Tunisia's prime minister unveils coalition government

Protesters took to Tunis's streets Monday, demanding that the entire ruling party be wiped away from the government, news reports said.
Protesters took to Tunis's streets Monday, demanding that the entire ruling party be wiped away from the government, news reports said. (Fred Dufour)
Washington Post Foreign Service
Tuesday, January 18, 2011

TUNIS - Tunisia's interim prime minister Monday unveiled a national coalition government that included three opposition leaders in an effort to bring stability to this North African nation in the aftermath of a popular uprising that ousted its autocratic ruler and sent shock waves across the Middle East.

But it remains to be seen whether the limited changes will satisfy Tunisia's discontented masses and keep them from taking to the streets again. Prime Minister Mohammed Ghannoushi, a staunch ally of deposed president Zine el-Abidine Ben Ali, and several top ministers in the ruling party will retain their posts in the new government.

At a news conference Monday, Ghannoushi said the new government was serious about "bringing calm and peace to the hearts of all Tunisians."

He vowed to usher in political and economic reforms, including releasing political prisoners, removing restrictions on human rights activists and recognizing all nongovernmental organizations that seek to operate inside the country. Ghannoushi also declared that the government would create commissions to investigate corruption and state-sponsored abuses committed during the protests.

"For the first time in 55 years, the monopoly of this regime is broken," said Nejib Chebbi, the leader of the opposition Progressive Democratic Party and the new minister of regional development. "The ruling party is forced to share the power. This is a guarantee the agenda of reform will be carried forward."

After weeks of street protests, Ben Ali and his family fled to Saudi Arabia last week, effectively ending his 23-year rule. It marked the first time that such demonstrations had toppled an Arab strongman and raised hopes across the region that Tunisia could not only become a strong Arab democracy but also inspire transformation in other autocratic regimes across the Arab world.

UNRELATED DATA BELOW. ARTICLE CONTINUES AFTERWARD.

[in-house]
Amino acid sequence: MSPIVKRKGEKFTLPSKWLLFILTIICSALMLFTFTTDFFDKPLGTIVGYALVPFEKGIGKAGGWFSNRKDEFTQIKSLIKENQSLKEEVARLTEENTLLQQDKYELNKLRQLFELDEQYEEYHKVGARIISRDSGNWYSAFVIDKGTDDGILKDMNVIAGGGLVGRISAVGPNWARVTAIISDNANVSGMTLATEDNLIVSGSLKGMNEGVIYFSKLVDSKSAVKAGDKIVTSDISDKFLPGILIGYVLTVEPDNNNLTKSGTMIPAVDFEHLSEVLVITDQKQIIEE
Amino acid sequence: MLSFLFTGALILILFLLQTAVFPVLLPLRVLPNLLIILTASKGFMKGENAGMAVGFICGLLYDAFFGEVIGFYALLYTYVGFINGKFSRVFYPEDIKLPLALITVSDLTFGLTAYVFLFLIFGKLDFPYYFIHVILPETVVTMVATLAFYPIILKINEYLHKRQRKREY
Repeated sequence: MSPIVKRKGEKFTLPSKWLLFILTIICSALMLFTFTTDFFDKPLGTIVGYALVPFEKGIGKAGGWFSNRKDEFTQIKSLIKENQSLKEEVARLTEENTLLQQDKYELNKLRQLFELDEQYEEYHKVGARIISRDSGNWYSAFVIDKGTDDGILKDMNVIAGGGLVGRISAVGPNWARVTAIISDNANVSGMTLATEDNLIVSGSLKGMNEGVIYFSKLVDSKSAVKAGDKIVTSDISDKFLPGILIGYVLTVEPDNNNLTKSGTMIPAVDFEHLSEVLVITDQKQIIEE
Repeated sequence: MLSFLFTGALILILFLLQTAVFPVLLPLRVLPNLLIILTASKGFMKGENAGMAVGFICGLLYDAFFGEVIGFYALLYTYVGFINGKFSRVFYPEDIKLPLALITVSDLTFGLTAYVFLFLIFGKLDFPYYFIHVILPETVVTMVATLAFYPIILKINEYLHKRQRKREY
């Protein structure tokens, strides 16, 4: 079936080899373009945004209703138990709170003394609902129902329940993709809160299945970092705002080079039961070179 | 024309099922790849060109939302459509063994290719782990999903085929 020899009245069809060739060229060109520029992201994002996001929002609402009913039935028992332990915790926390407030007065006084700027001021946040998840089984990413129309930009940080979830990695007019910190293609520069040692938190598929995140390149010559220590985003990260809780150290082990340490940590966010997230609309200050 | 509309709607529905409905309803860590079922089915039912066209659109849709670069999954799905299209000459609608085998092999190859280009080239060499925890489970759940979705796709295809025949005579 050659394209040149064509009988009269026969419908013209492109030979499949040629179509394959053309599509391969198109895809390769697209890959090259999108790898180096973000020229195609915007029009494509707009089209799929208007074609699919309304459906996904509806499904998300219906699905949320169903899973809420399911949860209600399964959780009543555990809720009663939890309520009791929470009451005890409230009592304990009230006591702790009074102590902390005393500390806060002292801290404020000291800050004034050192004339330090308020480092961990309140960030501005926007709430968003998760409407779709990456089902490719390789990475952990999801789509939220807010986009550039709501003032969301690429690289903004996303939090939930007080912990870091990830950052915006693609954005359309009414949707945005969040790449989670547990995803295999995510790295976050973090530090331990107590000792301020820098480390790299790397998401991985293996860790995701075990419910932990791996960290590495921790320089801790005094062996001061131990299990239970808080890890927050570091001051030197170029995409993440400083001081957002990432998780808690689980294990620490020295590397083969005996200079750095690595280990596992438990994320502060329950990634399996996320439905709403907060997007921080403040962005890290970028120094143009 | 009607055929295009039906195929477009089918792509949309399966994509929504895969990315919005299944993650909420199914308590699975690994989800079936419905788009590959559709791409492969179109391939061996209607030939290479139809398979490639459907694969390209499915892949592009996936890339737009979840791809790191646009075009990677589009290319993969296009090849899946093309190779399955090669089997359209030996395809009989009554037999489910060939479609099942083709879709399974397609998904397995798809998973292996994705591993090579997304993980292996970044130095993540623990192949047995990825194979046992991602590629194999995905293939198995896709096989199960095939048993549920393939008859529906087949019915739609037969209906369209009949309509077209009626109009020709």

Since the fall of Ben Ali, Tunisia has had two leaders. Ghannoushi was the first to take over, but he then abruptly surrendered leadership to Fouad Mebazaa, the parliamentary speaker, complying with rules set by Tunisia's constitution. Mebazaa is now the interim president until elections are held, expected within two months.

Monday's appointment of the three opposition leaders was a major breakthrough in a nation ruled with a tight fist and strong security apparatus for more than two decades. But Ghannoushi, who has been prime minister since 1999, said the shake-up would not include the key ministries of defense, interior and foreign affairs - positions that are held by Ben Ali allies.

Hundreds of protesters took to the streets Monday, demanding that the entire ruling party be wiped away from the government, according to news reports here. As the protesters surged to the Interior Ministry, security forces unleashed tear gas.

"The president has fallen, but the regime is still here. It is still a part of political landscape," Chebbi said. But he added that he thought the ministers of the ruling party who will remain have not been implicated in the corruption and repression of the former government. "They have the goodwill to reform the country," he added. "It will be a complicated process, but we have to take the risks in order to reform. There is no other way."

On Monday, the European Union said it would offer economic aid to Tunisia and help it transform into a democracy. President Obama's top counterterrorism official, John O. Brennan, during a visit to neighboring Algeria, said that the United States was ready to help Tunisia hold "free and fair elections in the near future that reflect the true will and aspirations" of the Tunisian people.

Among other concerns, Washington is worried that radical Islamist groups such as al-Qaeda in the Islamic Maghreb could capitalize on Tunisia's chaos and deepen a foothold in the region.

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